Jay Reding.com

Passing Blame To The Wrong Party

Daniel Larison, of the paleo-con American Conservative takes a look at the woes of the GOP and the conservative movement and puts the blame on national-security conservatives.

It wasn’t that the Bush Administration went on an orgy of spending that made a mockery of conservative principles, or that social conservatives had a message that tended to alienate rather than include, it’s that the the strong national security message of the GOP caused them to lose:

Like their short-sighted cheerleading for a “surge” in Iraq, which failed on its own terms, and their subsequent carping this year that the Pentagon budget increase is too small, the mainstream right’s apologies for torture are not only morally bankrupt but also divorced from the reality of the intelligence, or lack thereof, these methods provided. Much as liberals needed their internal critics to challenge the welfare status quo over the last three decades, conservatism desperately needs similar internal dissent concerning the warfare state. But there is almost none.

One reason for the lack of dissent and accountability is that the majority of the GOP was deeply implicated in supporting and defending the war in Iraq, the signature failure of national security conservatives. To a large extent, the party has defined itself around the ideological fictions used to justify and continue the war long after the country had turned against it. This process was aided by the disappearance of antiwar Republicans in Congress. Never numerous in the first place, most have been replaced by Democrats during the past two cycles.

Now, this argument is wrong, but it isn’t fundamentally wrong. It is wrong on the facts. The surge did work, it worked better than had been expected, and as a testament to how well it worked, the Obama Administration has not disavowed it. President Obama, were the Iraq issue as toxic as it is claimed, could have withdrawn all U.S. troops ASAP. Instead, Obama’s war strategy is not that much different than what a President McCain’s strategy would have been—a gradual and conditional withdrawal over the next year to two years. Moreover, the Obama Administration is hardly rejecting the idea of a hawkish foreign policy. During the debates, Obama needled McCain about getting bin Laden. Hardly the act of someone who wants to push for a more restrained war. Obama has been sending more drones into Pakistan, even though such actions may be dangerous. Rather than de-escalation, Obama plans to put more troops into Afghanistan and has signaled a muscular U.S. foreign policy.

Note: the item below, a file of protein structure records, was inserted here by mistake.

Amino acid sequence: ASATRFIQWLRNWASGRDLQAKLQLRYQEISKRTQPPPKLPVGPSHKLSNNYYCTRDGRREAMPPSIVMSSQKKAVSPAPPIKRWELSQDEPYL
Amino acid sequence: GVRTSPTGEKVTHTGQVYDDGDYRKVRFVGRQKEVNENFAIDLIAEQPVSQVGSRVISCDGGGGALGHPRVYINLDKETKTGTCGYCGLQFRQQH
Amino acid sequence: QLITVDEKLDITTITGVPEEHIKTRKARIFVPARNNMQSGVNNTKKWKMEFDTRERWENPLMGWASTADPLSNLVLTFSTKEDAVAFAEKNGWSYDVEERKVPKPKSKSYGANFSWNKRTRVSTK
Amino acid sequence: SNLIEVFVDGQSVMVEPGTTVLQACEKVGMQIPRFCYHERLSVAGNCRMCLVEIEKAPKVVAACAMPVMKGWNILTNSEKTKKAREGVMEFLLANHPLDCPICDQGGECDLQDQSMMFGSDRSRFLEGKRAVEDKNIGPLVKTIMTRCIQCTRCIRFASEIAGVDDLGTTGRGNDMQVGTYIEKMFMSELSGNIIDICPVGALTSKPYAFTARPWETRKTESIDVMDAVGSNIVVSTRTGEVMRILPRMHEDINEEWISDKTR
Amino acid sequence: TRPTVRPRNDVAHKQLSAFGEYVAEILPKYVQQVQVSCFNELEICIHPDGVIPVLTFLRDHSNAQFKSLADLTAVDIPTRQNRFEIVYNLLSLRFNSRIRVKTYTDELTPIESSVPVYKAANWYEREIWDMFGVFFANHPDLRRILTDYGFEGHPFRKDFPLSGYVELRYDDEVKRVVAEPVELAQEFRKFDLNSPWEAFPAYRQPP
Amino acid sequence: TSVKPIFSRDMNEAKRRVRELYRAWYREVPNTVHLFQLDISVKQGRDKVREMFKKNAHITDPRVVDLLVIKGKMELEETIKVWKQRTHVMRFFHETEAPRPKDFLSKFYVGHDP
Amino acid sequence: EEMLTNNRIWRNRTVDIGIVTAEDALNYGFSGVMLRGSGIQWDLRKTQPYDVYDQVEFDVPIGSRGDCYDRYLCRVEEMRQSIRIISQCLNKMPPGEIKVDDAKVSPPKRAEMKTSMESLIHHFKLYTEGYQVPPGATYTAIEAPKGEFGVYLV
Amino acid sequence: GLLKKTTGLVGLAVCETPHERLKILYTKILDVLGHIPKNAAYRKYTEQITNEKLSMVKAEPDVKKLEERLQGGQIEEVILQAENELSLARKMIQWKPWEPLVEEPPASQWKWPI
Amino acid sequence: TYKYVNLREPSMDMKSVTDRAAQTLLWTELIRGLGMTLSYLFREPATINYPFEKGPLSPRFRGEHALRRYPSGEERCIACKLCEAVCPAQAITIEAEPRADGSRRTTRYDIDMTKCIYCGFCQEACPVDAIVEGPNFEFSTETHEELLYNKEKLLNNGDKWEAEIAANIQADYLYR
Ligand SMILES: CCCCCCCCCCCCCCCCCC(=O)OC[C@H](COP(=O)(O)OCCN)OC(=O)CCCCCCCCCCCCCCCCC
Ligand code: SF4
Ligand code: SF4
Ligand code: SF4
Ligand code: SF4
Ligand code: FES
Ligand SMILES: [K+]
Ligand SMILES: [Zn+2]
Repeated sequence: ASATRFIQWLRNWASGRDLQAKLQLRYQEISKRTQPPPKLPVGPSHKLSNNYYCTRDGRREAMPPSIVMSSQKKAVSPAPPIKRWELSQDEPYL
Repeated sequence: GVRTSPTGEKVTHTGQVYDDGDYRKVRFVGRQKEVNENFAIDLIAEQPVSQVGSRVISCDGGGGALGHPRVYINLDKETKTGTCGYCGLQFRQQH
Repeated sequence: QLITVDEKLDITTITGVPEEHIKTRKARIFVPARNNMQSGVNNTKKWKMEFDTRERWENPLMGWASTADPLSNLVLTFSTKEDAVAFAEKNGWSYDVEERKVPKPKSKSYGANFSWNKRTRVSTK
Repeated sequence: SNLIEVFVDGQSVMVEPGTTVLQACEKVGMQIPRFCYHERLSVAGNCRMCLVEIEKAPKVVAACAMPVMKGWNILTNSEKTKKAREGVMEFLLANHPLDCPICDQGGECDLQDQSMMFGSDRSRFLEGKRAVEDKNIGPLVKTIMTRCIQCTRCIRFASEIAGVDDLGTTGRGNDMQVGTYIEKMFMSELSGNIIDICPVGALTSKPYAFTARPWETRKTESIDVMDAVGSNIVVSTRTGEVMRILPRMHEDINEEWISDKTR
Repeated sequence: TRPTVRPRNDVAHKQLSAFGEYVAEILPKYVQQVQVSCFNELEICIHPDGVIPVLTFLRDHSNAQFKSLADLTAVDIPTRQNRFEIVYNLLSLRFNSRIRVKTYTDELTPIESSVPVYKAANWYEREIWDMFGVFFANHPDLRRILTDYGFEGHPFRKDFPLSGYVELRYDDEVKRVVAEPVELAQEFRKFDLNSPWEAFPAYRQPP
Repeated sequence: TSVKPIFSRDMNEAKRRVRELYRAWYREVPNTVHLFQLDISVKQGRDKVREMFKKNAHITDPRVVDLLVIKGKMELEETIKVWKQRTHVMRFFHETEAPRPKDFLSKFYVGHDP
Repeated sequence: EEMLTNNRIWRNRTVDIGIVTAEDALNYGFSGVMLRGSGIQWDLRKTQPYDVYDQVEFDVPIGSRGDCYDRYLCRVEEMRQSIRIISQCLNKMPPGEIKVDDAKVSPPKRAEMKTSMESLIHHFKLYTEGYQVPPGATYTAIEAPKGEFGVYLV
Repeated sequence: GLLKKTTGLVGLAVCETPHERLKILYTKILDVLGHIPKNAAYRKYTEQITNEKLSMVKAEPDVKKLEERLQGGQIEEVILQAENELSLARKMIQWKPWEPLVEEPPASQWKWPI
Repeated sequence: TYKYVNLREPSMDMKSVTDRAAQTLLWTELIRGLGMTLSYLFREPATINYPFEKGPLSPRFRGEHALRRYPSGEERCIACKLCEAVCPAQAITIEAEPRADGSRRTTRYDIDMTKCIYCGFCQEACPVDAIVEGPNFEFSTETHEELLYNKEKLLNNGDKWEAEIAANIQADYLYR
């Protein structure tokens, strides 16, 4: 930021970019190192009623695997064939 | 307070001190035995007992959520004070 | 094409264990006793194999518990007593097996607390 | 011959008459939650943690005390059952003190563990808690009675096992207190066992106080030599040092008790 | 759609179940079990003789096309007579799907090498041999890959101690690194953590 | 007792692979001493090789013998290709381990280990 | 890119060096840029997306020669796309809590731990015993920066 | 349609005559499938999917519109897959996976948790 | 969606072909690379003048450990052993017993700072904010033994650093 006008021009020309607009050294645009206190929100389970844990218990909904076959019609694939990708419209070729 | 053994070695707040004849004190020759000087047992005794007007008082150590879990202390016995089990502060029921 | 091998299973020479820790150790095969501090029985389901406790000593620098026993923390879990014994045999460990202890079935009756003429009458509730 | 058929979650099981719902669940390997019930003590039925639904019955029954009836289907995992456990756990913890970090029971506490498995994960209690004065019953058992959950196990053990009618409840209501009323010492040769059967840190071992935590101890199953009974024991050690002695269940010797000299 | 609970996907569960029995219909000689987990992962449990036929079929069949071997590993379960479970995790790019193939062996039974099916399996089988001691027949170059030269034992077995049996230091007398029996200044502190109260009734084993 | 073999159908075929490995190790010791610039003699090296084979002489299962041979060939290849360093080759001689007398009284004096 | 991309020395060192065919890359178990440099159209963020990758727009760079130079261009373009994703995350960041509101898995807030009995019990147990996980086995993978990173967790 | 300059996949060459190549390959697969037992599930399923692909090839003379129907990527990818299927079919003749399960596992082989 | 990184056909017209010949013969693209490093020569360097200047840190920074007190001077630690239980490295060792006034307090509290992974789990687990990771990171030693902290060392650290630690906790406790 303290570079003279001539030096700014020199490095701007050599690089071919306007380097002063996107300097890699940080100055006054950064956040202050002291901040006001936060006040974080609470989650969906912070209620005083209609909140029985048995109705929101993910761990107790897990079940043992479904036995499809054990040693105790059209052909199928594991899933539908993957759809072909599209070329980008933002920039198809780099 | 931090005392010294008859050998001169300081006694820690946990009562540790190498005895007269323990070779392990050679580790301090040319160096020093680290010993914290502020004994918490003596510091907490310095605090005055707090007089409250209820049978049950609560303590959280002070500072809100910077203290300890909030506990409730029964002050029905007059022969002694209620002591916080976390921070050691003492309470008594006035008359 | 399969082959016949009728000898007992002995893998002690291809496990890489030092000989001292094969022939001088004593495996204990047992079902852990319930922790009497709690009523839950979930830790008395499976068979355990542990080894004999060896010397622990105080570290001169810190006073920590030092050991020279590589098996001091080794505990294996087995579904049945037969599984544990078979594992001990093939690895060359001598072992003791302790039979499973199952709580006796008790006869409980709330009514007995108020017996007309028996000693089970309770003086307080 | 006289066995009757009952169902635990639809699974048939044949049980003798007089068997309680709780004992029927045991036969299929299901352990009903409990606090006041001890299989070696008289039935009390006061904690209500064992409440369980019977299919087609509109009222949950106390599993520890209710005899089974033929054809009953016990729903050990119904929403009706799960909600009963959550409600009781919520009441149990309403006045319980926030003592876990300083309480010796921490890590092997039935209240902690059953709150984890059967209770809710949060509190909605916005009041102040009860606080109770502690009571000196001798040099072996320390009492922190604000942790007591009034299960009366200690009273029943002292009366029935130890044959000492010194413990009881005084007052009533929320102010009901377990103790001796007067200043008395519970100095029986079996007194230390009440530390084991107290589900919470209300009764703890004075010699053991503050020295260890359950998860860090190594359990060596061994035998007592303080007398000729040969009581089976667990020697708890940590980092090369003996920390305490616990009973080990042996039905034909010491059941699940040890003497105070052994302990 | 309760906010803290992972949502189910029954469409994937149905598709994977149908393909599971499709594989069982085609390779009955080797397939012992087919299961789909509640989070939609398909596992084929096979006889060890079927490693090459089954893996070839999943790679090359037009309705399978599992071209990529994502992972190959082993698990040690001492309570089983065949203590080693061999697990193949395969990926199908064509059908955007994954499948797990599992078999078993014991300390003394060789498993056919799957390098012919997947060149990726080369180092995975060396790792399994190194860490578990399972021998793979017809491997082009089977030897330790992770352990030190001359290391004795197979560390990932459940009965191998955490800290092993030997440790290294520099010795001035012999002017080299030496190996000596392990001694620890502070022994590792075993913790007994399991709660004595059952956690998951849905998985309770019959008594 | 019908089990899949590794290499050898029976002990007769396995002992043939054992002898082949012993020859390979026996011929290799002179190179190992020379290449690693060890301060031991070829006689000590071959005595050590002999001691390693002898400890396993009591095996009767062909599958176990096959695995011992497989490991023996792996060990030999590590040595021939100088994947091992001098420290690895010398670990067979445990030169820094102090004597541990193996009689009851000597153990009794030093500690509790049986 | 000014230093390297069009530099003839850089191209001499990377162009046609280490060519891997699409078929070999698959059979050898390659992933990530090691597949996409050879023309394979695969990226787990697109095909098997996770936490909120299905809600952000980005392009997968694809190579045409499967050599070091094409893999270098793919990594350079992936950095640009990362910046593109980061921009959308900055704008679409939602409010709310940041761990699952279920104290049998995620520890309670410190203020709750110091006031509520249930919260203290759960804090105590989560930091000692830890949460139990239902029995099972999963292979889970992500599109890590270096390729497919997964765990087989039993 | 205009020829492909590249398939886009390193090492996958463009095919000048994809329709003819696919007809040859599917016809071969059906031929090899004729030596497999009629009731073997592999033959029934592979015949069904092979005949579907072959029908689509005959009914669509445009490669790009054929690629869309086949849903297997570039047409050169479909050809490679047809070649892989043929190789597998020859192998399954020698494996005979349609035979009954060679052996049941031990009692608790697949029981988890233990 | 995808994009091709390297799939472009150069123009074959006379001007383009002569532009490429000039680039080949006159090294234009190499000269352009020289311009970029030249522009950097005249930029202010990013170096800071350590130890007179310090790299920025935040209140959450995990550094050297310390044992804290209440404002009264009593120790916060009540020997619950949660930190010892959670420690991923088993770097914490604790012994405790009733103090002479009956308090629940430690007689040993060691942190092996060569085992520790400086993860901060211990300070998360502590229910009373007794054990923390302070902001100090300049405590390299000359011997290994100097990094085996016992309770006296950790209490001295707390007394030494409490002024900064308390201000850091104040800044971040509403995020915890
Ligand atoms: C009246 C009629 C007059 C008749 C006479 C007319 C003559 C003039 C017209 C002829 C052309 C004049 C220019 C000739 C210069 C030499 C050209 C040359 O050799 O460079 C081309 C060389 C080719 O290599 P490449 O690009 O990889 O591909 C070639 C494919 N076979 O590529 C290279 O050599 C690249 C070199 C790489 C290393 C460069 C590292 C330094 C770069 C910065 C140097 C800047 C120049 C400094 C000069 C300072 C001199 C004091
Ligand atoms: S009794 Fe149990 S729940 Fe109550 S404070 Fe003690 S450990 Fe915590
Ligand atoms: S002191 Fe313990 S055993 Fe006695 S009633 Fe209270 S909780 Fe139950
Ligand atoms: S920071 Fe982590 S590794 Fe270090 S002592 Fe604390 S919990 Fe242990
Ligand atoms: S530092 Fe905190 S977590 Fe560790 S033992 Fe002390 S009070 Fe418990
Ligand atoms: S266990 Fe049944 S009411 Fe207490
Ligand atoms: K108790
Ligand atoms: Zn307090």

The truth of the matter is, doves don’t win elections in the U.S. Muscular foreign policy is widely accepted by both political parties in the United States. The idea that the GOP lost because they embraced “hegemony” is something only someone inside the intellectual bubble of academia could take seriously.

Moreover, Larison divides the GOP into three wings: social, fiscal, and national security conservatives. The reality is that both social and fiscal conservatives also tend to be national security conservatives. There isn’t a separate wing of conservatives that believe in a strong national defense but not social issues or fiscal ones. Rather, both socially-minded and fiscally-minded conservatives tend to be interested in national security issues. That’s why it’s not that surprising that Evangelicals tend to be supportive of “torture” against suspected terrorists—there is no hard and fast line between social conservatives and national security conservatives. The Reagan coalition was largely built around national security issues, and a strong national defense has been one of the common issues shared by a vast majority of Republicans and conservatives.

There is, however, an element of truth here as well. The GOP lost in large part due to the war in Iraq, a war that was never convincingly explained by the President and suffered from poor management from 2003–07. The “surge” was the product of the Administration finally listening to the people fighting the war rather than dictating from the top down. President Bush never convincingly explained why we were in Iraq so long and why the sacrifice of American blood and treasure was worth it. There was truth in the adage that we were “fighting them over there rather than over here,” but that logic was never followed through.

The GOP has many problems, but “interventionist” foreign policy is not one of them. The Obama Administration continues to play lip service to the idea of a more “humble” foreign policy while still engaging in interventions abroad. Isolationism has not played a major role in U.S. politics since the end of World War II, and for good reason. America’s superpower status demands world leadership, and we can’t have one without the other. If the GOP becomes a policy that abrogates its positions on a muscular U.S. foreign policy, they will lose. While Iraq hurt the GOP in 2006 and 2008, the GOP’s foreign policy positions helped re-elect President Bush in 2004 when Kerry’s weakness on national security proved to be fatal.